we left for the ferry dock at 4:30, our pace slow, watching for the sweet leggy deer that wander into the road.  david went in to get the package.  he came out with a big box, from wine.com, with the words: “fact:  your day just got kind of awesome.”  six bottles of our favorite friday-night-potluck wine were inside with a note of love.  you can bet that as early that evening as was acceptable, we opened one of those and toasted our dear dear friends and our gratitude for them.  kind of awesome.

we have wonderful friends at home.  we consider ourselves very fortunate.  20 was just up here for a couple days, replenishing groceries for us, sitting and talking and having the kind of conversation only people who have known each other for years have.  it was kind of awesome.  the up-north-gang is coming this week and we can’t wait.  they will bring snacks and laughter, hugs and listening ears, perspective and big heart. they asked for a list ahead of time, of things we might need that we don’t have access to.  our days with them will be kind of awesome.  back at home, our friends help take care of our home, assisting us from afar.  michele and john mow our lawn, loan their bike to my girl, ask how they can help.  linda and jim make us food and pour generous glasses of wine at the drop of a hat.  dan brings a new dehumidifier.  kind of awesome.  there are too many people to list.  there are too many people to thank. which is, in and of itself, kind of awesome.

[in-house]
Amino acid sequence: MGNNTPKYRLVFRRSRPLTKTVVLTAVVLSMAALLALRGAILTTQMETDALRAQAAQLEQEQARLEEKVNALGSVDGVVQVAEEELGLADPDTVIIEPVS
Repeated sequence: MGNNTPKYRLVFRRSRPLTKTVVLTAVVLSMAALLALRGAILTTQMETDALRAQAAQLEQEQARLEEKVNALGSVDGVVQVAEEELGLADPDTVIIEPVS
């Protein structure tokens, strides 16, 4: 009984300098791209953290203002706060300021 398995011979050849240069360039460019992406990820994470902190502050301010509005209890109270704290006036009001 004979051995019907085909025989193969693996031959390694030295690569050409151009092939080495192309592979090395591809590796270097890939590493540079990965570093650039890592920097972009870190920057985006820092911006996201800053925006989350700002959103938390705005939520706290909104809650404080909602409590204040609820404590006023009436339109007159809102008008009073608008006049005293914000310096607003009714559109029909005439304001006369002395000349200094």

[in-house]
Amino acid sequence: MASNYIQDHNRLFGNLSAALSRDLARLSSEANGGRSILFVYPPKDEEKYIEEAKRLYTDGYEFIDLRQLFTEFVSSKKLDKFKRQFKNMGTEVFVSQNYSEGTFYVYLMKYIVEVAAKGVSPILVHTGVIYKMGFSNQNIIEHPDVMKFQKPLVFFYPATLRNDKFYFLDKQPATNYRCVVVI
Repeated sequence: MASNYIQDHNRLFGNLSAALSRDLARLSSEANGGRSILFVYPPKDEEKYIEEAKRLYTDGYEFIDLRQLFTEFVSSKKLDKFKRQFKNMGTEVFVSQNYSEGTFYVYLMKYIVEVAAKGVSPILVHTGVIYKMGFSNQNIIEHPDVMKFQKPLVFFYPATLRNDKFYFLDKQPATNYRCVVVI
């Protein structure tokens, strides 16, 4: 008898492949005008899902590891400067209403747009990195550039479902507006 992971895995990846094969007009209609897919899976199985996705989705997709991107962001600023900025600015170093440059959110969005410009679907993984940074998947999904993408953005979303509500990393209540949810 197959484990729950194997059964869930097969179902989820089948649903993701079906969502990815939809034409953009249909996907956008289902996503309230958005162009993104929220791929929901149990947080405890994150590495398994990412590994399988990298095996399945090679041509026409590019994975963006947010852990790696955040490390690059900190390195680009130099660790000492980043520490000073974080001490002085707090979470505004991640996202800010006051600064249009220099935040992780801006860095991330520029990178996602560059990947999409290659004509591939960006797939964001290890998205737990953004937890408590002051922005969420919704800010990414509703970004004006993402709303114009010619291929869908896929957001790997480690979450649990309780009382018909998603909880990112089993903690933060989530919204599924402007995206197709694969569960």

today, with a deeply sombered heart, i am aware of a young woman who is losing her grasp on life.  with the thinnest of thread she clings, struggling against a plethora of sudden medical emergencies.  i don’t know the whole story.  i just know that this young woman, with a huge life force, may be moving on to a different plane of existence.  and it very well might be today.  today.  i think about that.  today.  toDAY.

every day we have the opportunity to help make someone’s day kind of awesome.  we can choose that or we can choose to perpetuate something different.  we can gift someone with kind words, kind deeds, or we can be, well, rotten.  we can ignore people’s hearts or we can tend to them.

it’s a choice every day.  fact.

read DAVID’S thoughts this MERELY-A-THOUGHT MONDAY